Dr. Knabe stayed on in her positions as lab curator and clinical professor—for which she was not paid. Appointed a deputy state health officer in 1905 by Dr. J. N. Hurty, the Secretary of the Indiana State Board of Health (ISBH), Dr. Knabe became the first woman to hold this office in Indiana. Part of her duties involved investigating suspected epidemics, such as typhoid and diphtheria, and making recommendations to reverse unsanitary conditions. Dr. Knabe routinely traveled the state to work with the public and doctors, and processed hundreds of pathological samples.
Despite Dr. Knabe’s expertise, Dr. Hurty did not hire her as superintendent of the lab. Instead, he chose Dr. T. V. Keene, regardless of the fact that he did not apply for the job. As the laboratory grew, Dr. Knabe became Assistant Bacteriologist and was expected to work longer hours and spend more time in the field. During her work at the ISBH, Dr. Knabe presented papers and worked with the public in diagnosis and education. Local papers interviewed her for her thoughts on how to make Indianapolis a more beautiful and clean city.
Dr. Knabe also kept current on new methods, most notably studying with Dr. Anna Wessel Williams of the New York Research Laboratory. Dr. Williams was brilliant in her own right as the originator of the rapid diagnosis of rabies, which was based on research from Negril and the co-developer of the diphtheria antitoxin. Dr. Knabe proved the widespread existence of rabies in Indiana. From this work, she implemented ways to prevent the spread of rabies by educating the public about the disease and its consequences.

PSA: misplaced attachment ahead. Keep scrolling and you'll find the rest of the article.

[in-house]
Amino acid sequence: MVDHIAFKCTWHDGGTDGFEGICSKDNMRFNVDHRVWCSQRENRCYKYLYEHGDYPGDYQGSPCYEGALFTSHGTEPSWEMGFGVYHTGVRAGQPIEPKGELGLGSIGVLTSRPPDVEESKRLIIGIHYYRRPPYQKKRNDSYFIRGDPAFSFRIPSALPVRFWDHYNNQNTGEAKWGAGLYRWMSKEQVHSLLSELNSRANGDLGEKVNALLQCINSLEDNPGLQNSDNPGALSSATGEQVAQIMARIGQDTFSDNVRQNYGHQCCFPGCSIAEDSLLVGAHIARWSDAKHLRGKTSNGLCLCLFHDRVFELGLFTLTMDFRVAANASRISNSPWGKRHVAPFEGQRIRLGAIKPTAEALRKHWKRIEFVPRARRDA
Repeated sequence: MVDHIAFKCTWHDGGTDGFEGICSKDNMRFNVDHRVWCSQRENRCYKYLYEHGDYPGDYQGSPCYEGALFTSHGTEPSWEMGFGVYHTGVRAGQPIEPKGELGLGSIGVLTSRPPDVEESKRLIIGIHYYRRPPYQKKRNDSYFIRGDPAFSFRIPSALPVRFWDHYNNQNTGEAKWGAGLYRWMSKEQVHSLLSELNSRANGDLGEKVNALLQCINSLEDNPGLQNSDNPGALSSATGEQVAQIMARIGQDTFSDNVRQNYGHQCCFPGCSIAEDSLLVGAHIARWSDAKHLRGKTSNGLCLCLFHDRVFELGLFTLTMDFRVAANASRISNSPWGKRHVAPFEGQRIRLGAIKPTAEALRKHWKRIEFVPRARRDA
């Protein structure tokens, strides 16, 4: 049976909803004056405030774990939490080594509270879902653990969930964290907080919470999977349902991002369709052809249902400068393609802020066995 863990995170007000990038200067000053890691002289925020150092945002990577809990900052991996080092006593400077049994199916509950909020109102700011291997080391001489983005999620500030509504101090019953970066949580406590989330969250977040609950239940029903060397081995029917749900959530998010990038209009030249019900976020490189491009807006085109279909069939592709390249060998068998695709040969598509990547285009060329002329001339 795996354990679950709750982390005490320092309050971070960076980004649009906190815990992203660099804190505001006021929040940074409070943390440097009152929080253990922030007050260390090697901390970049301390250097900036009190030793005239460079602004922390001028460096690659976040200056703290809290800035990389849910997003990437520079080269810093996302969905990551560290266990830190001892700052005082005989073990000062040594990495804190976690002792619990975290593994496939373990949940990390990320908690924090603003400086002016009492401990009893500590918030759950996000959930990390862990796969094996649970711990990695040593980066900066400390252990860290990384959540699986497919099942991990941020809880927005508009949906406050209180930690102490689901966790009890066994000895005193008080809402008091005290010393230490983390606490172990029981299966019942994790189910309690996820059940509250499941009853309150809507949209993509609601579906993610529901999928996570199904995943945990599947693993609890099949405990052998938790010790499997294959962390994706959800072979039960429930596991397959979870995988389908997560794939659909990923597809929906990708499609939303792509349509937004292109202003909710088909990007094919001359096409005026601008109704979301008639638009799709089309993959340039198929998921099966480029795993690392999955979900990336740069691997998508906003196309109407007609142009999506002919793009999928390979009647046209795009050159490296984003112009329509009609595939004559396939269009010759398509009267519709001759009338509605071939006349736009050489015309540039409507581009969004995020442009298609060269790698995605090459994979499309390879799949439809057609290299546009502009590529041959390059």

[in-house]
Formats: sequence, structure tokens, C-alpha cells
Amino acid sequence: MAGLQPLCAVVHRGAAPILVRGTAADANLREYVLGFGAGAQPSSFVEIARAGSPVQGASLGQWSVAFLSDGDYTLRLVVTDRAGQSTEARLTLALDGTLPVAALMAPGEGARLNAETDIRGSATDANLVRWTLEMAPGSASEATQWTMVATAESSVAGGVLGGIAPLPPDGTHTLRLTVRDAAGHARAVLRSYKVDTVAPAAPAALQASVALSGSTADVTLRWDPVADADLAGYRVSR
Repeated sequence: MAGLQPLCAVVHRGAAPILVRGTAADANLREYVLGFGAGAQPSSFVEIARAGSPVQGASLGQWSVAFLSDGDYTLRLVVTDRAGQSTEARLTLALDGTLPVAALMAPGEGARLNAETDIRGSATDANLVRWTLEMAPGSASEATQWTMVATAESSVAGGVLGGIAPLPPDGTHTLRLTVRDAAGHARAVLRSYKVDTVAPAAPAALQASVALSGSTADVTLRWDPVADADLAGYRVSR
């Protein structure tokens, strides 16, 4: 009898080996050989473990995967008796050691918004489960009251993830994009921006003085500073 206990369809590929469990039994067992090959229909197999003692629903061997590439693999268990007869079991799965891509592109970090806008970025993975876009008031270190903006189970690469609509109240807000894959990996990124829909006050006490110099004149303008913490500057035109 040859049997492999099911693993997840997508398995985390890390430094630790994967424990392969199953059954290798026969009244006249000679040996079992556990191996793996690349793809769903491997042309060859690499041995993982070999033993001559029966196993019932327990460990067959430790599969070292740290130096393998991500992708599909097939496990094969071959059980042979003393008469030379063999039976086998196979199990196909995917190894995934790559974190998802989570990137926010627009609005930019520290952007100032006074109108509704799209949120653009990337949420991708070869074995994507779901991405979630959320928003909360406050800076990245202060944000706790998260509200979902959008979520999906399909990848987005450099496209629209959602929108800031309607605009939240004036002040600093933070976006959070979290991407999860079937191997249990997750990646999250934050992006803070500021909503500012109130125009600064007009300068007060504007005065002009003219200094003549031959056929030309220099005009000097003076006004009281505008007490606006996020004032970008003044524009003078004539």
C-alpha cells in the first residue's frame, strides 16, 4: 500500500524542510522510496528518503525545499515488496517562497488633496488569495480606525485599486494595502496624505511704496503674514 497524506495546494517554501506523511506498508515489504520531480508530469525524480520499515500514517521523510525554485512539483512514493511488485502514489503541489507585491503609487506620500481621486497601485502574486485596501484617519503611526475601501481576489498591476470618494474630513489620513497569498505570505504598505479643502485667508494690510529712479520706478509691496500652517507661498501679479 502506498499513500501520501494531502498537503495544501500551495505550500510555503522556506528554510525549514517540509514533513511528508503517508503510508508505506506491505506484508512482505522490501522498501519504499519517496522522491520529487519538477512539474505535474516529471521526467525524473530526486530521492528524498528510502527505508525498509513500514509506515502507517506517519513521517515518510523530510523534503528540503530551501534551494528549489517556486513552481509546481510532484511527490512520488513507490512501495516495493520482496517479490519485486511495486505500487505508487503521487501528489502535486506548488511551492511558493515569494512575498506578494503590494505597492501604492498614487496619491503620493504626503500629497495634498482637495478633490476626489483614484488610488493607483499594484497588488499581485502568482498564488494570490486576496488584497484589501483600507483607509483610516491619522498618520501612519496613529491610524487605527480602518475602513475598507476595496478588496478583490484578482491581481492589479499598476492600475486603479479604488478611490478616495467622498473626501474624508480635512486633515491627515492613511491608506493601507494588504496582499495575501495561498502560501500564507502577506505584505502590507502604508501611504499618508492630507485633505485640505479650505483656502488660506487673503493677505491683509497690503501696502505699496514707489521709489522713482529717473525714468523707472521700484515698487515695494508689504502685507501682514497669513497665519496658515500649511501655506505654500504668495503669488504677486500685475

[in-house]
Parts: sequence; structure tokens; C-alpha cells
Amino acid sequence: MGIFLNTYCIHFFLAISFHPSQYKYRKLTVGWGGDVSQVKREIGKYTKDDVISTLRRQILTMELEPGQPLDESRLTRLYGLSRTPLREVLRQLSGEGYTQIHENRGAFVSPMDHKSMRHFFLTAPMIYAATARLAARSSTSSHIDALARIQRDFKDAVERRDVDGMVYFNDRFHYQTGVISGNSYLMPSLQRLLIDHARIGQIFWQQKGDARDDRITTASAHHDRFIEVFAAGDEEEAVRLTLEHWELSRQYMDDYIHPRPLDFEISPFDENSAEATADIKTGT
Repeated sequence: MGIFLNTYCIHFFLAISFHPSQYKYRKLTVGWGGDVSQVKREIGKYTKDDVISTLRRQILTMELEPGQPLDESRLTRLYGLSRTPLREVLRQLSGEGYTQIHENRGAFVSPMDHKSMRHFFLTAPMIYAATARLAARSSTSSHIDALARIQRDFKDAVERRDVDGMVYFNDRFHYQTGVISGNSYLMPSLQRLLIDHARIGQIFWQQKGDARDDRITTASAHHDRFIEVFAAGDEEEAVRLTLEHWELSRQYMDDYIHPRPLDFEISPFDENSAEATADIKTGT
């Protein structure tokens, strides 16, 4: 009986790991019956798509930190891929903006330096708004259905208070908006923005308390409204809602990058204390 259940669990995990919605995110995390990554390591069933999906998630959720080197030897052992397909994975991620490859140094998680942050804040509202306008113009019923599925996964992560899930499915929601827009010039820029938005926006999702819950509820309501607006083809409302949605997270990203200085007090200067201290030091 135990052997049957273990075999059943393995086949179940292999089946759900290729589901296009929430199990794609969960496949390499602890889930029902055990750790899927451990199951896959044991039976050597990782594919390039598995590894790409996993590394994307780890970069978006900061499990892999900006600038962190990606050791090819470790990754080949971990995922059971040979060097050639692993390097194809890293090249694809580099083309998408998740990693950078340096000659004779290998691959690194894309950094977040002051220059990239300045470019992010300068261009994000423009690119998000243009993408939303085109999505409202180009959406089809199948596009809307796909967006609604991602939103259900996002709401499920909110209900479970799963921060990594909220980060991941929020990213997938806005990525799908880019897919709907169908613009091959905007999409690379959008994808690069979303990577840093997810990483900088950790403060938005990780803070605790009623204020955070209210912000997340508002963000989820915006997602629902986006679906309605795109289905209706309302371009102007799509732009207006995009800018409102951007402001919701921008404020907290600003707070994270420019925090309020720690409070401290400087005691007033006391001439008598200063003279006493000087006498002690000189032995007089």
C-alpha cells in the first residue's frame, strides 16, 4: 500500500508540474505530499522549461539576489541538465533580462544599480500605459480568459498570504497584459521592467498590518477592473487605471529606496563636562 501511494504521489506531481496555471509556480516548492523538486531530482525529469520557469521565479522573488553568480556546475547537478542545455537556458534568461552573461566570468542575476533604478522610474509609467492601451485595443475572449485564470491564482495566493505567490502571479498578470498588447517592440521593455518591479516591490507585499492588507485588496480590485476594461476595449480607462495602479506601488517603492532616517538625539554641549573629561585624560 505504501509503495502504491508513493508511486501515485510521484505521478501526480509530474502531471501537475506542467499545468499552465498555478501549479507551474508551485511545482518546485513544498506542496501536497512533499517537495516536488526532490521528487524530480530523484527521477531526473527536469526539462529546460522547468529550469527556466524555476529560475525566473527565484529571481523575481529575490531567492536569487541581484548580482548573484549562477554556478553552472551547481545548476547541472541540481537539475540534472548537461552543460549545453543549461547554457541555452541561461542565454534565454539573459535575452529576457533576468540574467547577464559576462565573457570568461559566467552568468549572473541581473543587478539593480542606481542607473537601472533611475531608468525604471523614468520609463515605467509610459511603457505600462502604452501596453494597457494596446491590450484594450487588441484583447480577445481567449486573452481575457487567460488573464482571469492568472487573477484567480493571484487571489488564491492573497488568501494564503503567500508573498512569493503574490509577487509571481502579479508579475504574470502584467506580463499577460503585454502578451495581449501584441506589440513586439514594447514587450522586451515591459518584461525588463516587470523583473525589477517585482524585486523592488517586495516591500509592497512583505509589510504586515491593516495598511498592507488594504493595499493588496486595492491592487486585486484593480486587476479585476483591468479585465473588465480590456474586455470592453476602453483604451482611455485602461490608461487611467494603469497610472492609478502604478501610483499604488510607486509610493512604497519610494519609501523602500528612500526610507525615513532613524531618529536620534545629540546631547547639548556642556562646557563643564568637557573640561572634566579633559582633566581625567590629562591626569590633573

Widely accepted as the state expert on rabies, Dr. Knabe was promoted to acting superintendent and paid $1,400 annually. Dr. Hurty promised her the superintendent position and an increase to $1,800 or $2,000. Over a year later Dr. Hurty told Dr. Knabe that there was no money for her salary increase and that because she was a woman she could not command the amount of money the position should pay anyway. Dr. Knabe contacted the newspaper and tendered her resignation, citing discrimination and broken promises.
Dr. Hurty had searched for what he considered “a real capable man” by actively recruiting Dr. Simmonds as the new superintendent. Additionally, although Dr. Hurty told Dr. Knabe the state had no money for her raise, he informed Dr. Simmonds he would pay $2,000 the first year and $3,000 in the second. That was a 47% increase from Dr. Knabe’s salary. The final slap in the face came from Dr. Simmonds himself in the first 1909 Indiana State Board of Health bulletin. He published Dr. Knabe’s findings about rabies in Indiana and elsewhere without crediting her.